New research being presented at the in Manchester today has found that metformin,a cheap drug routinely used for the treatment of type 2 diabetes, could help millions of people living with heart and circulatory disease in the UK.
Two studies involving the drug, led by researchers at the University of Dundee and presented today at the British Cardiovascular Society (BCS) Conference in Manchester, have provided promising results for patients with high blood pressure-induced heart damage and a condition called aortic stenosis, which causes heart failure.
The MET-REMODEL trial, which was funded by the British Heart Foundation, found that metformin could reverse harmful thickening of the left ventricle – the heart’s main pumping chamber. It also helped to bring down high blood pressure and reduce bodyweight in patients who had a heart attack.
The study involved treating people with coronary heart disease with metformin or placebo over a period of 12 months to see how the drug affected the heart and circulatory system. The dangerous thickening of the left ventricle was reduced by twice as much in those taking metformin compared to the placebo. Patients who took metformin also had reduced blood pressure and lost an average of 3kg, compared to no weight loss in the placebo group.
Thickening of the heart’s main pumping chamber, or left ventricular hypertrophy (LVH), is a serious risk factor for heart attack and heart failure. It is often silent and so most people don’t know they have it until they have a heart attack or stroke. Major causes of LVH are high blood pressure, inflammation and insulin resistance, which are also thought to be key drivers of coronary heart disease.
In another study, funded by Scotland’s Chief Scientist Office (CSO), the researchers looked at the records of diabetic patients with a condition called aortic stenosis (AS). In people with AS, the main artery which supplies blood to the body is narrowed. It affects around 40% people over the age of 60 in the UK and can lead to LVH and subsequently heart failure. The team found that diabetic patients with AS who were treated with metformin were less likely to die from heart attack, stroke or heart failure than those on other diabetes treatment.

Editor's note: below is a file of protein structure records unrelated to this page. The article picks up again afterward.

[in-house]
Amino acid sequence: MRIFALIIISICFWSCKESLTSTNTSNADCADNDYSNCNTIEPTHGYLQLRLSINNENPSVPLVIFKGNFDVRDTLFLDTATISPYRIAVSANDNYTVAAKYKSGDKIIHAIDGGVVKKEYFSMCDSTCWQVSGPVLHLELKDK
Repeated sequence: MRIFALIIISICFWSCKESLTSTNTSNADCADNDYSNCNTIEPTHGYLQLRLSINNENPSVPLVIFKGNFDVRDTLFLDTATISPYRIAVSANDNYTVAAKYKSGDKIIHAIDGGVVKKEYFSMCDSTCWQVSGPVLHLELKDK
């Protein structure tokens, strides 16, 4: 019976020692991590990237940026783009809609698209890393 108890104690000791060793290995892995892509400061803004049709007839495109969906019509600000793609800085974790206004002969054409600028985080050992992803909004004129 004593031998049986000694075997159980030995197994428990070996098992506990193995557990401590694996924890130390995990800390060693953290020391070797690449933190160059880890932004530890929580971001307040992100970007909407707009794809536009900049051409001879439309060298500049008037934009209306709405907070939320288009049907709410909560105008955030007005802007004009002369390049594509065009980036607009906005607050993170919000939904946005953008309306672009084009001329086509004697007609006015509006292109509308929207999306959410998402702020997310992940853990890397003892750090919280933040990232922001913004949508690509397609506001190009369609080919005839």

Using a variety of research approaches, including big data and genomics, the researchers have identified some of the mechanisms through which metformin might be exerting its beneficial effects. They now believe the drug is helping AS and LVH patients by tackling insulin resistance and inflammation, which then leads to a reduction in the size of the left ventricle.
Dr Ify Mordi, a Clinical Lecturer in Cardiology at the University of Dundee, who co-led the research1 and is presenting the results as a finalist in the Young Investigator Prize competition today, said:
“Metformin is emerging as a serious prospect for the treatment of some forms of heart and circulatory disease. We know from our previous research that it can reduce inflammation, which is understood to be a major player in the development of heart disease. This new research shows that metformin could potentially become a new treatment option for patients with aortic stenosis and thickening of the left ventricle. We need to undertake bigger studies to confirm our findings, but if successful this could offer hope for thousands, if not millions of patients across the UK.”
Repurposing of cheap and readily available drugs for use in other diseases is an important route to explore. On average it costs £2 billion and can take up to 12 years to develop a new drug from discovery to approval for use in people. The success rate is low (<5%), and new drugs come at a significant cost to the health service. Because of this, repurposing of drugs for the treatment of heart and circulatory disease could potentially save the NHS billions of pounds every year.
Professor Jeremy Pearson, Associate Medical Director at the British Heart Foundation, which part-funded the research, said:
“These studies provide real hope that metformin might help to reduce deaths from heart and circulatory diseases, which currently claim thousands of lives every year. Repurposing of drugs like metformin is a great example of how scientists can harness the power of medications which have more than one target in the body.”